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In re Estate of Wierzbicki

Superior Court of Pennsylvania

November 6, 2017

IN RE: THE ESTATE OF ANNA S. WIERZBICKI A/K/A ANNA WIERZBICKI, DECEASED
v.
WANDA KORENOSKI, EXECUTRIX JOAN AND CHRISTOPHER CLARK, APPELLANTS

         Appeal from the Order December 12, 2016 In the Court of Common Pleas of Allegheny County Orphans' Court at No(s): NO. 021102276

          BEFORE: BOWES, J., LAZARUS, J., and OTT, J.

          OPINION

          LAZARUS, J.

         Joan and Christopher Clark ("the Clarks") appeal from the order entered in the Court of Common Pleas of Allegheny County, Orphans' Court Division, denying their motion for summary judgment seeking a determination that a certain Wells Fargo account belonging to Anna S. Wierzbicki, Deceased ("Decedent"), was a testamentary asset and determining, sua sponte, that the account is a non-probate asset. Upon careful review, we affirm in part and reverse in part.

         Decedent died on February 25, 2011, leaving a will dated September 2, 2008. Decedent gave her estate, in three equal parts, to: (1) her niece, Joan Clark, and her husband, Christopher Clark, or the survivor of them; (2) her niece, Wanda Korenoski, and her husband, Allen Korenoski, or the survivor of them; and (3) her niece, Florence Eileen Zalewski, and her husband, Chester Zalewski, or the survivor of them. Decedent appointed Florence Zalewski and Wanda Korenoski as co-executrices. However, Florence renounced her right to serve and died thereafter, leaving Wanda Korenoski ("Executrix") as sole executrix.

         At issue in this case is the ownership of a Wells Fargo account ending in the number 6428 ("Account"). Decedent opened the Account in January 2008. At the time, the Decedent did not execute a transfer on death designation. On September 19, 2008, Decedent gave Executrix power of attorney over the Account.

         At some point in January 2011, Executrix went to Decedent's apartment, at which time Decedent asked her to complete the beneficiary designation page of a Transfer on Death ("TOD") Application for the Account. Executrix hand-wrote the names, addresses, social security numbers, telephone numbers, birth dates and percentage interests of the beneficiaries on page two of the application. On January 29, 2011, Decedent signed and dated the beneficiary designation, which gave Executrix 60% of the account proceeds and 40% to Florence Eileen Zalewski. The TOD application was date-stamped upon receipt by Wells Fargo on February 3, 2011. Decedent died on February 25, 2011. On March 3, 2011, Wells Fargo preliminarily rejected the TOD application for failure to designate a contingent TOD beneficiary. The rejection was ultimately reversed and the TOD application was approved on April 6, 2011.

         On December 5, 2014, the Executrix filed an account of her administration. The Clarks filed objections asserting, inter alia, that the Executrix breached her fiduciary duties by failing to pursue, for the benefit of the estate, recovery of the funds contained in the Account and, instead, retained a percentage of them for her own benefit. Specifically, the Clarks asserted that the TOD beneficiary designation was invalid because: (1) Wells Fargo failed to accept it prior to Decedent's death; (2) the beneficiary designations were completed by Executrix, who held power of attorney on the account, in contravention of 20 Pa.C.S.A. §§ 6407 and 6410; and (3) Wells Fargo rejected the TOD application after Decedent's death, rendering it unenforceable under 20 Pa.C.S.A. §§ 6407, 6409 and 6410. The Clarks also alleged that Executrix exercised undue influence upon the Decedent. Accordingly, the Clarks claim that the beneficiary designation is invalid and the Account is the property of the estate.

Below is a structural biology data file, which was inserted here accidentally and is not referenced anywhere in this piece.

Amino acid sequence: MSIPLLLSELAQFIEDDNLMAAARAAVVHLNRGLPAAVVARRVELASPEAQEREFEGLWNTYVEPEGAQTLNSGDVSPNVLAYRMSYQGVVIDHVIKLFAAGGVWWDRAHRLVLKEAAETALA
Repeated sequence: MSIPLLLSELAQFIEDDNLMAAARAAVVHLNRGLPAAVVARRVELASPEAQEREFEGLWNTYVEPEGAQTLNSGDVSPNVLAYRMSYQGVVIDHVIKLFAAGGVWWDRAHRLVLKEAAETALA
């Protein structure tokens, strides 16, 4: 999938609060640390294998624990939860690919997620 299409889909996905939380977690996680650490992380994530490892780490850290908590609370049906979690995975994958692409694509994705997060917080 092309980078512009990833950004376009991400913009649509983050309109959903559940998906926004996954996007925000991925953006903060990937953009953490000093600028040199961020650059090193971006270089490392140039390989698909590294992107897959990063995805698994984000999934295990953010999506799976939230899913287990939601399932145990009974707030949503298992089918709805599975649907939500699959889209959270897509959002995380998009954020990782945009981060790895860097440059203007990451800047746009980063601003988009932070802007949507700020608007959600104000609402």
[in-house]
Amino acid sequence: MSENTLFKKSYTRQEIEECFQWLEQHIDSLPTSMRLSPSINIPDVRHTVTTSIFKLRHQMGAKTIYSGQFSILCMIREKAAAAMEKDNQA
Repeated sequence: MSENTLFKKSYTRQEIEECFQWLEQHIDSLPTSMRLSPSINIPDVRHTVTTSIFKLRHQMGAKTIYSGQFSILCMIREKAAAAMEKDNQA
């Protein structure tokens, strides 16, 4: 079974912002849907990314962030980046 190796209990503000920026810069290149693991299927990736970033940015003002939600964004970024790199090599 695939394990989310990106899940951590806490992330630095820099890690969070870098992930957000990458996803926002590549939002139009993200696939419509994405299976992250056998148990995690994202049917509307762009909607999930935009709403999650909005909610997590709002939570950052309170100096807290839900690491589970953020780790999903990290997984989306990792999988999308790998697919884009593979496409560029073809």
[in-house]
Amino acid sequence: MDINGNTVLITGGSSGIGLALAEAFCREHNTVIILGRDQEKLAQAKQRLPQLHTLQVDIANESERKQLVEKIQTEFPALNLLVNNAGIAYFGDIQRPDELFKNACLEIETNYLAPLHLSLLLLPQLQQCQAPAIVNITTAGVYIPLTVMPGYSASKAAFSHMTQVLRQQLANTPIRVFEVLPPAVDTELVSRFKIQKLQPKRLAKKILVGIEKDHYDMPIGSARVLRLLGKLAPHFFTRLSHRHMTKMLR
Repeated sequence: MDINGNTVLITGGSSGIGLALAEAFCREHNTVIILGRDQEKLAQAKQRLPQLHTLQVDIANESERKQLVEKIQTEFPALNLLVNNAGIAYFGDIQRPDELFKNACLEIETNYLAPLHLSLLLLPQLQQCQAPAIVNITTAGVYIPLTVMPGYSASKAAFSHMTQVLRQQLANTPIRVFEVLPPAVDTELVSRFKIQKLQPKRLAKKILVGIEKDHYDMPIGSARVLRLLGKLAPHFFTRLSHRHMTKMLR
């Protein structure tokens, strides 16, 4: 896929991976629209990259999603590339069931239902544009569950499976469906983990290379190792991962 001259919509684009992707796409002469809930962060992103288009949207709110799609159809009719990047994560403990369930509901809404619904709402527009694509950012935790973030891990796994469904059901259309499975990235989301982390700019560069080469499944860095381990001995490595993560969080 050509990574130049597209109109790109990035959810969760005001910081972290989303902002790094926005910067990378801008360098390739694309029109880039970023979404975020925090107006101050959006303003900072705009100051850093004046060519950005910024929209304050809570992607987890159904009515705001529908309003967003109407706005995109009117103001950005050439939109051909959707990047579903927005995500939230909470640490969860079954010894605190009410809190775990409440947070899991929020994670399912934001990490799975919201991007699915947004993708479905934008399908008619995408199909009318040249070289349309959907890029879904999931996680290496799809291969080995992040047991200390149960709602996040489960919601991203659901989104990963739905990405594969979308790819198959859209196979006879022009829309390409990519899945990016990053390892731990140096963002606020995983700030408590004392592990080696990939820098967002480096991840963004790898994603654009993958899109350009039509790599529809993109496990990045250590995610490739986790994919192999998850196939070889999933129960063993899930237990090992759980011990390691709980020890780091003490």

The Executrix filed an answer to the Clarks' objections, in which she denied that the failure to designate a contingent beneficiary invalidated the TOD designation. The Executrix also asserted that Wells Fargo followed its own procedures in screening and ultimately accepting Decedent's TOD designation and that the legal bases for the Clarks' claims are unsound.

         On March 23, 2016, the Clarks filed a motion for partial summary judgment asking that the Account be deemed a testamentary asset because the TOD designation was facially invalid under the Transfer on Death Security Registration Act ("the Act"), 20 Pa.C.S.A §§ 6401-6413, and the common law of contracts.[1] The motion did not, however, address the undue influence claim. On December 12, 2016, the court denied the motion and further concluded, as a matter of law, that the Account was a non-probate asset. This appeal follows, in which the Clarks raise the following issues for our review:

1. Did the [Orphans' Court] commit an error of law by failing to conclude that the Wells Fargo account is a testamentary asset?
2. Did the [Orphans' Court] commit an error of law and/or abuse its discretion when concluding - sua sponte and as a matter of law - that the Wells Fargo account is not a testamentary asset?

Brief of Appellants, at 4-5.

         We begin by briefly noting that this Court has jurisdiction to decide the instant matter pursuant to Pa.R.A.P. 342(a)(6). Rule 342(a)(6) provides that an appeal may be taken as of right from an order of the Orphans' Court Division that determines an interest in real or personal property. In this case, the Orphans' Court held, as a matter of law, that the Account was a non-probate asset belonging to the beneficiaries named in the TOD ...


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